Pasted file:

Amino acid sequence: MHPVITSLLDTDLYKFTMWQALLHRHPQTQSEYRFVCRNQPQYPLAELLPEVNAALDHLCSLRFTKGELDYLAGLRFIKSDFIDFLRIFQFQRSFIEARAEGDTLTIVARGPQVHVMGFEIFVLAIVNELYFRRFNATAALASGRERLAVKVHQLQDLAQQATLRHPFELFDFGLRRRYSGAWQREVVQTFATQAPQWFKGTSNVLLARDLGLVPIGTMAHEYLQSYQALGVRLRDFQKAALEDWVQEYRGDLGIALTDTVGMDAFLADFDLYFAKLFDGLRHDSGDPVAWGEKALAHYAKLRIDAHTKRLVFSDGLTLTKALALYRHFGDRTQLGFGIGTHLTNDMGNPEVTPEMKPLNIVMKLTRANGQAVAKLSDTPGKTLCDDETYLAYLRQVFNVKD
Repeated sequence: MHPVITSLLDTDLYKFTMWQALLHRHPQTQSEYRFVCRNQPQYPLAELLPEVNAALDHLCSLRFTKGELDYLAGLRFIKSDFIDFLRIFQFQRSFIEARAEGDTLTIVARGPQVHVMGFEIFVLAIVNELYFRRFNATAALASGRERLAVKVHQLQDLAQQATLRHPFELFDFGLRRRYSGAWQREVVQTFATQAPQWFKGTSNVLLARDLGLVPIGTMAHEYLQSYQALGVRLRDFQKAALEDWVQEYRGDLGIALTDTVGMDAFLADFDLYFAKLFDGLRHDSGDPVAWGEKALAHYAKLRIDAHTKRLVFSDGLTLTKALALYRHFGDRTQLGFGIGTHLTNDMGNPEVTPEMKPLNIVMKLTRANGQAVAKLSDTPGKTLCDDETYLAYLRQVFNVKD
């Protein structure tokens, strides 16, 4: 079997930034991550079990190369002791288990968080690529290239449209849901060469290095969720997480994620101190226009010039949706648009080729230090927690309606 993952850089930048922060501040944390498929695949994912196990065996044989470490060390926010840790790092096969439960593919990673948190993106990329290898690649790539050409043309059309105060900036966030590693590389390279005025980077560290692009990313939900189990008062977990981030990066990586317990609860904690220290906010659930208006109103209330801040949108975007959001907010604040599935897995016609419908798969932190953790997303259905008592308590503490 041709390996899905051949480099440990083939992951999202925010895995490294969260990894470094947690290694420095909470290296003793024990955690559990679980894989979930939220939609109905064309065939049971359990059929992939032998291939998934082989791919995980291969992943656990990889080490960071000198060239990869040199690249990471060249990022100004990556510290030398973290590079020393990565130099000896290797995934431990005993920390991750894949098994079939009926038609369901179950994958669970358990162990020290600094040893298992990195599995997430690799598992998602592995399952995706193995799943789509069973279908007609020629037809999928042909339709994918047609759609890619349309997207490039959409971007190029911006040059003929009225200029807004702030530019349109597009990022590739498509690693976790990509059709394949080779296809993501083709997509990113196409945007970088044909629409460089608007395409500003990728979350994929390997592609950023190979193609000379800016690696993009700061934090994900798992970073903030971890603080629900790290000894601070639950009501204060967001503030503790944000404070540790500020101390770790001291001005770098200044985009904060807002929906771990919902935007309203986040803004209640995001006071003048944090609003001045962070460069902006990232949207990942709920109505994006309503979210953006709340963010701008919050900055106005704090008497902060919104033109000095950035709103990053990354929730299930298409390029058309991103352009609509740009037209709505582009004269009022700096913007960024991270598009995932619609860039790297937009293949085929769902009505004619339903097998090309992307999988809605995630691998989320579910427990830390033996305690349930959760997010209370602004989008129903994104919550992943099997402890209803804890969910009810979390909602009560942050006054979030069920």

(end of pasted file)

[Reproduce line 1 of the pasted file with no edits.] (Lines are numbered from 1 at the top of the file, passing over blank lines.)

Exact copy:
Amino acid sequence: MHPVITSLLDTDLYKFTMWQALLHRHPQTQSEYRFVCRNQPQYPLAELLPEVNAALDHLCSLRFTKGELDYLAGLRFIKSDFIDFLRIFQFQRSFIEARAEGDTLTIVARGPQVHVMGFEIFVLAIVNELYFRRFNATAALASGRERLAVKVHQLQDLAQQATLRHPFELFDFGLRRRYSGAWQREVVQTFATQAPQWFKGTSNVLLARDLGLVPIGTMAHEYLQSYQALGVRLRDFQKAALEDWVQEYRGDLGIALTDTVGMDAFLADFDLYFAKLFDGLRHDSGDPVAWGEKALAHYAKLRIDAHTKRLVFSDGLTLTKALALYRHFGDRTQLGFGIGTHLTNDMGNPEVTPEMKPLNIVMKLTRANGQAVAKLSDTPGKTLCDDETYLAYLRQVFNVKD